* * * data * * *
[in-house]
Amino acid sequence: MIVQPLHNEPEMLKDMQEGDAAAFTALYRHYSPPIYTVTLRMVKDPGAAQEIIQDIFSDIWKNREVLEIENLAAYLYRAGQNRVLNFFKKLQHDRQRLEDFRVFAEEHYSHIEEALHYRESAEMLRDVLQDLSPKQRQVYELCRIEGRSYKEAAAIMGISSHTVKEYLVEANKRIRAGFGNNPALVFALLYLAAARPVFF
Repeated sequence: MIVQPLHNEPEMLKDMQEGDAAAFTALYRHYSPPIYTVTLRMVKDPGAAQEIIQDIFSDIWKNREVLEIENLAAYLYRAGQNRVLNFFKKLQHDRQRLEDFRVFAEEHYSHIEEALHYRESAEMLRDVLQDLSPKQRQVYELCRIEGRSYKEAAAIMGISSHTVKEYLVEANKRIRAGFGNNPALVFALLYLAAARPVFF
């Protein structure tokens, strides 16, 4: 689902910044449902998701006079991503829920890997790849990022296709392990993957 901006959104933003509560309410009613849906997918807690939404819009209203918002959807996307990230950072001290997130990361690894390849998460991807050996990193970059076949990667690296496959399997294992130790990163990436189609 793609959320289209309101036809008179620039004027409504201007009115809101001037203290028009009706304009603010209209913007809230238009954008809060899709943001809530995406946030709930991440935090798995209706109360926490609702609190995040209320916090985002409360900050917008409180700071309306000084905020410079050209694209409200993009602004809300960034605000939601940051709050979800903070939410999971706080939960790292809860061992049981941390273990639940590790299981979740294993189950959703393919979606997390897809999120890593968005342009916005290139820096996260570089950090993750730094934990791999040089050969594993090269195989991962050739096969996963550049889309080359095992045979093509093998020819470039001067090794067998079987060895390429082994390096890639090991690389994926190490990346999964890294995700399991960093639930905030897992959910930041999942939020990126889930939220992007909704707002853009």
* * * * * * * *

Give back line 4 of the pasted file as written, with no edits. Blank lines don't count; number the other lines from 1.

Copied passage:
């Protein structure tokens, strides 16, 4: 689902910044449902998701006079991503829920890997790849990022296709392990993957 901006959104933003509560309410009613849906997918807690939404819009209203918002959807996307990230950072001290997130990361690894390849998460991807050996990193970059076949990667690296496959399997294992130790990163990436189609 793609959320289209309101036809008179620039004027409504201007009115809101001037203290028009009706304009603010209209913007809230238009954008809060899709943001809530995406946030709930991440935090798995209706109360926490609702609190995040209320916090985002409360900050917008409180700071309306000084905020410079050209694209409200993009602004809300960034605000939601940051709050979800903070939410999971706080939960790292809860061992049981941390273990639940590790299981979740294993189950959703393919979606997390897809999120890593968005342009916005290139820096996260570089950090993750730094934990791999040089050969594993090269195989991962050739096969996963550049889309080359095992045979093509093998020819470039001067090794067998079987060895390429082994390096890639090991690389994926190490990346999964890294995700399991960093639930905030897992959910930041999942939020990126889930939220992007909704707002853009």